The dissertation monitors language change in linguistic features and varieties, as well as in the community. Theories on language change, such as patterns of change and lexical and morphological diffusion, are also applied to the data. The analysis is mostly based on statistical methods.
The study shows that there is retreat from salient features of standard Finnish in Helsinki during the time span of the data. Such features include the use of the firstperson plural (menemme), pronouns minä ‘I’ and sinä ‘you’ and pronouncing the word final i (tulisi, viisi). The retreat is most visible between the 1970s’ and 1990s’ datasets. Features originating from Southern Häme are still common in the 2010s, but the youngest speakers prefer supralocal features (e.g., monophthongization of eA and OA, /d/ deletion after /h/). Enregistered features are avoided.
A shortened infinitive form that can act in the functions of both the A-infinitive and the MA-infinitive is becoming prevalent in Helsinki. It spreads mainly through analogy. The shortened infinitive is the most common infinitive of the youngest age group in 2010s. The study also shows that /d/ deletion after /h/ progresses to new lexemes and morphological groups according to a diffusion model, although it is most prevalent in certain lexemes (numerals, lähteä ‘to leave’, tehdä ‘to do’). The change is progressing as alleged in A-final vowel sequences and in standard Finnish ts. Monophthongization is almost exclusive in eA and OA sequences, but more variable in UA and iA. As a substitute for ts, the grade alternation tt : t is becoming more common.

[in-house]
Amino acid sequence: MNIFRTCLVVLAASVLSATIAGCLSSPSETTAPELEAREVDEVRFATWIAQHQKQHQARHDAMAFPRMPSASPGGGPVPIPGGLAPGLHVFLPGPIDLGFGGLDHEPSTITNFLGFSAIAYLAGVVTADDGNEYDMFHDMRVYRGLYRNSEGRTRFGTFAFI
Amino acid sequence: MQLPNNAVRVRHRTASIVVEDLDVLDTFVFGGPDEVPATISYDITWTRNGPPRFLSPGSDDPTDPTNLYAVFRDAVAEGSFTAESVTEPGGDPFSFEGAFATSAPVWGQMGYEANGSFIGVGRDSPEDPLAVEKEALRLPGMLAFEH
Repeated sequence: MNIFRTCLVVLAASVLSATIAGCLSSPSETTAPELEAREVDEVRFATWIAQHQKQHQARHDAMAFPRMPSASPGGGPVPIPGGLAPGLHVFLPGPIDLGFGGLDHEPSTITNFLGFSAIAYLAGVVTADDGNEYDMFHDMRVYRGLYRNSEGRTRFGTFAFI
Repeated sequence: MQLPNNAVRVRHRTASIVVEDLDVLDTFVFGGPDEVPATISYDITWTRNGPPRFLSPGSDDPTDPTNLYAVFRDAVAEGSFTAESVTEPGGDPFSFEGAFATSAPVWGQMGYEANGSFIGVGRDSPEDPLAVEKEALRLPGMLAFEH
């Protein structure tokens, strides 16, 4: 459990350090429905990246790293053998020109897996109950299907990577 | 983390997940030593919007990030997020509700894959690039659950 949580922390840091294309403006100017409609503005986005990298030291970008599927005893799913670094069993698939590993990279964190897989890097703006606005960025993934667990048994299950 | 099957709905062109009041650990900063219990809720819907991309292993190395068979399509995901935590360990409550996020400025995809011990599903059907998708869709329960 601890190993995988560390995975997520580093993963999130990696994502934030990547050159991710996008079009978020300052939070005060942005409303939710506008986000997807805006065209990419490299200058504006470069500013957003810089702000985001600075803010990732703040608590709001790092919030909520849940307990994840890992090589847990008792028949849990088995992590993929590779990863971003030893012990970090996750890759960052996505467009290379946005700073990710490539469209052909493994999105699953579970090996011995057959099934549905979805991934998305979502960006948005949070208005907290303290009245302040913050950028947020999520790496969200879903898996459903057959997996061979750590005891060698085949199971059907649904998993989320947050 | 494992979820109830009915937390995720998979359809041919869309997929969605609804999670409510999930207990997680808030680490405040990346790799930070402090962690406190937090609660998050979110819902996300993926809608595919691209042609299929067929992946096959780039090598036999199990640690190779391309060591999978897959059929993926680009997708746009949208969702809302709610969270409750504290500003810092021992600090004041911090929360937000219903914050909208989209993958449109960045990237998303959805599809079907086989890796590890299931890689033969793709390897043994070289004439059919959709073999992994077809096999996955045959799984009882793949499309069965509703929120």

Generational change is by far the most common pattern of change in the data. This finding supports the use of the apparent time construct. The remaining patterns of change in Labov’s original division are quite rare. The supplementary patterns life span change, retrograde change and curvilinear change are all based on age-specific changes. The study suggests that such changes could be viewed as age effects instead of rigid patterns of change. It is moreover shown that singular patterns of change do not perform well over three time points. It is assumed that linguistic changes go through several patterns over time. To depict this, the patterns are combined with the S-curve in the study.
The dissertation presents new findings from theories of language change as well as from Finnish spoken in Helsinki. The statistical methods used are relatively rare in contemporary studies on Finnish. The dissertation deepens the understanding of the relation between age and language change. The examination of three time points questions and expands the interpretations made earlier from two points in real time.
The doctoral dissertation of M.A. Olli Kuparinen in the field of Finnish language titled Muutoksen mekanismit. Kolmen aikapisteen reaaliaikatutkimus Helsingin puhekielestä will be publicly examined at the Faculty of Information Technology and Communication Sciences of Tampere University at 12 o'clock on Friday 18 June, 2021. Docent Heikki Paunonen from the University of Helsinki will be the opponent while Docent Unni Leino will act as the custos.
Photo: Ilona Lehtonen